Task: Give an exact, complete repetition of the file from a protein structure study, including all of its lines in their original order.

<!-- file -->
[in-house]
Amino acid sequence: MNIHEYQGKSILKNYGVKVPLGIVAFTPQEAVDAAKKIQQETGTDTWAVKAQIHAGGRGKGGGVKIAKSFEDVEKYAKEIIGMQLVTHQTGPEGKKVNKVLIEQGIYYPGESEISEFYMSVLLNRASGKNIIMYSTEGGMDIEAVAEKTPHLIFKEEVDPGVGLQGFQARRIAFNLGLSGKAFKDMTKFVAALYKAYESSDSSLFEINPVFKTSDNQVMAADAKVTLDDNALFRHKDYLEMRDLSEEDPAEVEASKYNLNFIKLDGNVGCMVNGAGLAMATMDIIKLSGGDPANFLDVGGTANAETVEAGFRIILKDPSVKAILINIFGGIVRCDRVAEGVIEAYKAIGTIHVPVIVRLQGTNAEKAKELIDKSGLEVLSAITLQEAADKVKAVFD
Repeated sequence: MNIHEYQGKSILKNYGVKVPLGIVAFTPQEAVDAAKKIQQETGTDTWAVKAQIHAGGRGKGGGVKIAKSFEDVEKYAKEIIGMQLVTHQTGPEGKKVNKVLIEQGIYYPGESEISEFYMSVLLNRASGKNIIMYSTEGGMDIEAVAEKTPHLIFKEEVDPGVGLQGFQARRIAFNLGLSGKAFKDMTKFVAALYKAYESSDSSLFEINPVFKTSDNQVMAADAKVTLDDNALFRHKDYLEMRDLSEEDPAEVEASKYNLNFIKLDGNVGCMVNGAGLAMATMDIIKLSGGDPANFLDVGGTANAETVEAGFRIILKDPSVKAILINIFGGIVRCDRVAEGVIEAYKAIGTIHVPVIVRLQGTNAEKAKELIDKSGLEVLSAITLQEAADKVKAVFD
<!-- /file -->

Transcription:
[in-house]
Amino acid sequence: MNIHEYQGKSILKNYGVKVPLGIVAFTPQEAVDAAKKIQQETGTDTWAVKAQIHAGGRGKGGGVKIAKSFEDVEKYAKEIIGMQLVTHQTGPEGKKVNKVLIEQGIYYPGESEISEFYMSVLLNRASGKNIIMYSTEGGMDIEAVAEKTPHLIFKEEVDPGVGLQGFQARRIAFNLGLSGKAFKDMTKFVAALYKAYESSDSSLFEINPVFKTSDNQVMAADAKVTLDDNALFRHKDYLEMRDLSEEDPAEVEASKYNLNFIKLDGNVGCMVNGAGLAMATMDIIKLSGGDPANFLDVGGTANAETVEAGFRIILKDPSVKAILINIFGGIVRCDRVAEGVIEAYKAIGTIHVPVIVRLQGTNAEKAKELIDKSGLEVLSAITLQEAADKVKAVFD
Repeated sequence: MNIHEYQGKSILKNYGVKVPLGIVAFTPQEAVDAAKKIQQETGTDTWAVKAQIHAGGRGKGGGVKIAKSFEDVEKYAKEIIGMQLVTHQTGPEGKKVNKVLIEQGIYYPGESEISEFYMSVLLNRASGKNIIMYSTEGGMDIEAVAEKTPHLIFKEEVDPGVGLQGFQARRIAFNLGLSGKAFKDMTKFVAALYKAYESSDSSLFEINPVFKTSDNQVMAADAKVTLDDNALFRHKDYLEMRDLSEEDPAEVEASKYNLNFIKLDGNVGCMVNGAGLAMATMDIIKLSGGDPANFLDVGGTANAETVEAGFRIILKDPSVKAILINIFGGIVRCDRVAEGVIEAYKAIGTIHVPVIVRLQGTNAEKAKELIDKSGLEVLSAITLQEAADKVKAVFD